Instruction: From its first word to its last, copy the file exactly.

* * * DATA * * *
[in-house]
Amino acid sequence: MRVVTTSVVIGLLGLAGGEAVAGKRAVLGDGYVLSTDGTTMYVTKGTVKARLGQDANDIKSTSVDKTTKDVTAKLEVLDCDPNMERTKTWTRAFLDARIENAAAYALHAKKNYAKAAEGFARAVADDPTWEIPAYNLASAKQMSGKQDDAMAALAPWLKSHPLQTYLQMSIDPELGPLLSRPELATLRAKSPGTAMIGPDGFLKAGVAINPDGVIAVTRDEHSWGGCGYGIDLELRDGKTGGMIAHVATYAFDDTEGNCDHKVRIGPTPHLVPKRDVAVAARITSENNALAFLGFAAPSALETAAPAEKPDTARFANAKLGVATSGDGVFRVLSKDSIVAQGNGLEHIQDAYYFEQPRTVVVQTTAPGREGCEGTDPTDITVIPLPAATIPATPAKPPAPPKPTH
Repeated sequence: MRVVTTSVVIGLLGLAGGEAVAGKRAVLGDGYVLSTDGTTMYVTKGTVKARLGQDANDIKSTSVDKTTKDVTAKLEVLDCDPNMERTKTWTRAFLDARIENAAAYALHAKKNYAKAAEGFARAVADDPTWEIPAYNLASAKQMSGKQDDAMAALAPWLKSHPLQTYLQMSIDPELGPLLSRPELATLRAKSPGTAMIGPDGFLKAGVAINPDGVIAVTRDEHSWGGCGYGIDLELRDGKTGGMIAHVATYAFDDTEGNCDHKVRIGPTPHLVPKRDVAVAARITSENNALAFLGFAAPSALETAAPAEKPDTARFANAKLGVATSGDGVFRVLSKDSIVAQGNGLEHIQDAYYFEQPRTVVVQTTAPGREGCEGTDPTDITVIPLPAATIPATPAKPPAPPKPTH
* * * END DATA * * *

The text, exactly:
[in-house]
Amino acid sequence: MRVVTTSVVIGLLGLAGGEAVAGKRAVLGDGYVLSTDGTTMYVTKGTVKARLGQDANDIKSTSVDKTTKDVTAKLEVLDCDPNMERTKTWTRAFLDARIENAAAYALHAKKNYAKAAEGFARAVADDPTWEIPAYNLASAKQMSGKQDDAMAALAPWLKSHPLQTYLQMSIDPELGPLLSRPELATLRAKSPGTAMIGPDGFLKAGVAINPDGVIAVTRDEHSWGGCGYGIDLELRDGKTGGMIAHVATYAFDDTEGNCDHKVRIGPTPHLVPKRDVAVAARITSENNALAFLGFAAPSALETAAPAEKPDTARFANAKLGVATSGDGVFRVLSKDSIVAQGNGLEHIQDAYYFEQPRTVVVQTTAPGREGCEGTDPTDITVIPLPAATIPATPAKPPAPPKPTH
Repeated sequence: MRVVTTSVVIGLLGLAGGEAVAGKRAVLGDGYVLSTDGTTMYVTKGTVKARLGQDANDIKSTSVDKTTKDVTAKLEVLDCDPNMERTKTWTRAFLDARIENAAAYALHAKKNYAKAAEGFARAVADDPTWEIPAYNLASAKQMSGKQDDAMAALAPWLKSHPLQTYLQMSIDPELGPLLSRPELATLRAKSPGTAMIGPDGFLKAGVAINPDGVIAVTRDEHSWGGCGYGIDLELRDGKTGGMIAHVATYAFDDTEGNCDHKVRIGPTPHLVPKRDVAVAARITSENNALAFLGFAAPSALETAAPAEKPDTARFANAKLGVATSGDGVFRVLSKDSIVAQGNGLEHIQDAYYFEQPRTVVVQTTAPGREGCEGTDPTDITVIPLPAATIPATPAKPPAPPKPTH